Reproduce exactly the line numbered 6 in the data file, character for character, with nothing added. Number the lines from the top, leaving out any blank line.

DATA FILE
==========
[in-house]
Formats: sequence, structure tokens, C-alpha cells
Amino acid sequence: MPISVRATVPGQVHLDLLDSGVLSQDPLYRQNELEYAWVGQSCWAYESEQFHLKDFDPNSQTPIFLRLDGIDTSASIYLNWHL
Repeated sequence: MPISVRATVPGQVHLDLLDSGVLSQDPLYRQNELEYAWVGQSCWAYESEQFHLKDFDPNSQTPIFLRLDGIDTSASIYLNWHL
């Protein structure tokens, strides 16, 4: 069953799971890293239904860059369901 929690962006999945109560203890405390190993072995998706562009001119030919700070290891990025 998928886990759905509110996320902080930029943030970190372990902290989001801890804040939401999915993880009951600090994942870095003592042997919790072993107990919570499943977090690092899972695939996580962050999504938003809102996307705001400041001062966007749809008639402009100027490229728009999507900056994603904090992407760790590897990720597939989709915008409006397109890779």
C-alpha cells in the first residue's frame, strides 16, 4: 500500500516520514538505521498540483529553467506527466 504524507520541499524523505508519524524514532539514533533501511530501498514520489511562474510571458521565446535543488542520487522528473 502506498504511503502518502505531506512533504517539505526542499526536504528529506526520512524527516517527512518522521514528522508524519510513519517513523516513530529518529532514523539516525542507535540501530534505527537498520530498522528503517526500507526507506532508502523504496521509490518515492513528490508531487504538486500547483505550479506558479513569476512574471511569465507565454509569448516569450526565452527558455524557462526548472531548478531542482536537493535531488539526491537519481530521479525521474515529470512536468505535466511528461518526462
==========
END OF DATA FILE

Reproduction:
C-alpha cells in the first residue's frame, strides 16, 4: 500500500516520514538505521498540483529553467506527466 504524507520541499524523505508519524524514532539514533533501511530501498514520489511562474510571458521565446535543488542520487522528473 502506498504511503502518502505531506512533504517539505526542499526536504528529506526520512524527516517527512518522521514528522508524519510513519517513523516513530529518529532514523539516525542507535540501530534505527537498520530498522528503517526500507526507506532508502523504496521509490518515492513528490508531487504538486500547483505550479506558479513569476512574471511569465507565454509569448516569450526565452527558455524557462526548472531548478531542482536537493535531488539526491537519481530521479525521474515529470512536468505535466511528461518526462